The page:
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Read: “ASEAN @ 50: Challenges to Unity and Centrality” | By Aileen Baviera, PhD

Posted in News @ UP Asian Center

In an essay published by the Asia Pacific Pathways to Progress Foundation, ASEAN @ 50: Challenges to Unity and Centrality," Professor Baviera argues that “ASEAN’s major accomplishments in the past fifty years far outweigh its shortcomings and constraints” and reviews its relationship with China and the United States.

CRITICISMS AGAINST ASEAN

There are too many conflicts within and among its members that remain unresolved. The principles of sovereignty and non-interference in internal affairs have been too privileged in practice, at the expense of effective cooperation and integration. Organizationally, ASEAN is too process-oriented while inadequate in achieving timely results and impact. Consensus among member-states remains shallow even on certain critical issues that require solid agreement. The absence of a common foreign policy and differences in security priorities and threat perceptions continue to stand in the way of a true political-security community….”

THE SUCCESSES OF ASEAN

“What then are the outcomes of ASEAN cooperation, from the vantage point of Southeast Asia? These are the following: (1) peace among neighbors, some of whom have deep historical animosities, with such peace enabling each one to focus on economic and social development for national resilience; (2) economic resiliency, withstanding shocks such as the Asian Financial Crisis in 1997-98; (3) relative autonomy from domination by any external power, considering the region’s history of colonial control and proxy conflicts; (4) agreement on certain fundamental principles in the conduct of relations with the outside world including respect for sovereignty and non-interference in internal affairs, but counteracted by open regionalism, inclusiveness, moderation and a collective aspiration to non- alignment and balance of influence.”

US-ASEAN RELATIONSHIP

“...the US role in the region has been one of a regional balancer, and as a provider of security and economic advantages……[f]or the most part, Southeast Asian governments’ worries concerning the US role have been about it not being engaged enough or interested enough, rather than about whether it is too interventionist.”

CHINA-ASEAN RELATIOSHIP

As China gears up to become a major actor in the regional and world stage, will it be a benign and responsible power – indeed a partner in peace and development, a provider of public goods for the region, an upholder of international norms and law? Or will it be a power that will leverage its size and strength to assert influence or control, to protect what it sees as its own interest but at the expense of its neighbors’ sovereignty….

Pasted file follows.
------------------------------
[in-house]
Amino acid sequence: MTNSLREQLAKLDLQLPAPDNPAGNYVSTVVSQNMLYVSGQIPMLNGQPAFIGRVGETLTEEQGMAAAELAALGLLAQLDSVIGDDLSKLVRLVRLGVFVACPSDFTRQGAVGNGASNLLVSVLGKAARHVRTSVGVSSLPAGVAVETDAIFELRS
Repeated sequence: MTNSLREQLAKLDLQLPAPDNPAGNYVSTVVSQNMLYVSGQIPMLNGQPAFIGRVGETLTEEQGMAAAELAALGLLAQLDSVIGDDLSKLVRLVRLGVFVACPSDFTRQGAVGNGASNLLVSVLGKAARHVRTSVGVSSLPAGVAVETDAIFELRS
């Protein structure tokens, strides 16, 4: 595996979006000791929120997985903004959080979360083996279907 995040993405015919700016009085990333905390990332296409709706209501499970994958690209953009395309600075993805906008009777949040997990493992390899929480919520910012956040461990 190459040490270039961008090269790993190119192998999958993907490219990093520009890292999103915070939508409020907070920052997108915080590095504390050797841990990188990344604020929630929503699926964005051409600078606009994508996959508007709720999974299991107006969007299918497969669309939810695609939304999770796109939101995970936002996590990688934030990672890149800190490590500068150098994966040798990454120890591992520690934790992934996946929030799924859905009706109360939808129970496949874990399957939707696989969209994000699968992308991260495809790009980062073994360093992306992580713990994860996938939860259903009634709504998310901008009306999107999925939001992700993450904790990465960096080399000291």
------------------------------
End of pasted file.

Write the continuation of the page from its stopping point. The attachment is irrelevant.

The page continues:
To try to do both, as China sometimes appears to do, will be counterproductive, each role mutually cancelling out the intended effect of the other. In an earlier article (CQISS, 2015), I wrote that “in the perceptions of some countries in its immediate neighborhood, China offers one open hand of cooperation and at the same time a fist ready to pound.

The recently published essay was written for the 90th Anniversary of Southeast Asian Studies and Overseas Chinese Studies in Jinan University, Guangzhou held last 15-16 July 2017. 

ABOUT PROFESSOR BAVIERA

Dr. Aileen SP. Baviera is Professor at the Asian Center, University of the Philippines Diliman. She specializes on and writes about contemporary China studies, China-Southeast Asia relations, Asia-Pacific security, territorial and maritime disputes, and regional integration. The editor in chief of the journal, "Asian Politics & Policy," she is the author of many academic publications, including the "The Domestic Mediations of China's Influence in the Philippines," which appears in Rising China's Influence in Developing Asia, edited by Evelyn Goh and published by Oxford University Press. She completed her Ph.D. in Political Science at the University of the Philippines Diliman. VIEW FULL PROFILE. 


The UP Asian Center offers M.A. programs in Asian Studies with four fields of specialization: Northeast Asia, Southeast Asia, South Asia, and West Asia. The Center also has an M.A. program in Philippine Studies that allows students to major in Philippine society and culture, Philippine foreign relations, or Philippine development studies. The Center offers a Ph.D. program in Philippine Studies in conjunction with the College of Arts and Letters and the College of Social Sciences and Philosophy. Get an overview of these programs. The Asian Center also houses a peer-reviewed, open-access journal, Asian Studies: Journal of Critical Perspectives on Asia. It has published several books and monographs, and hosts or organizes various lectures and conferences.  

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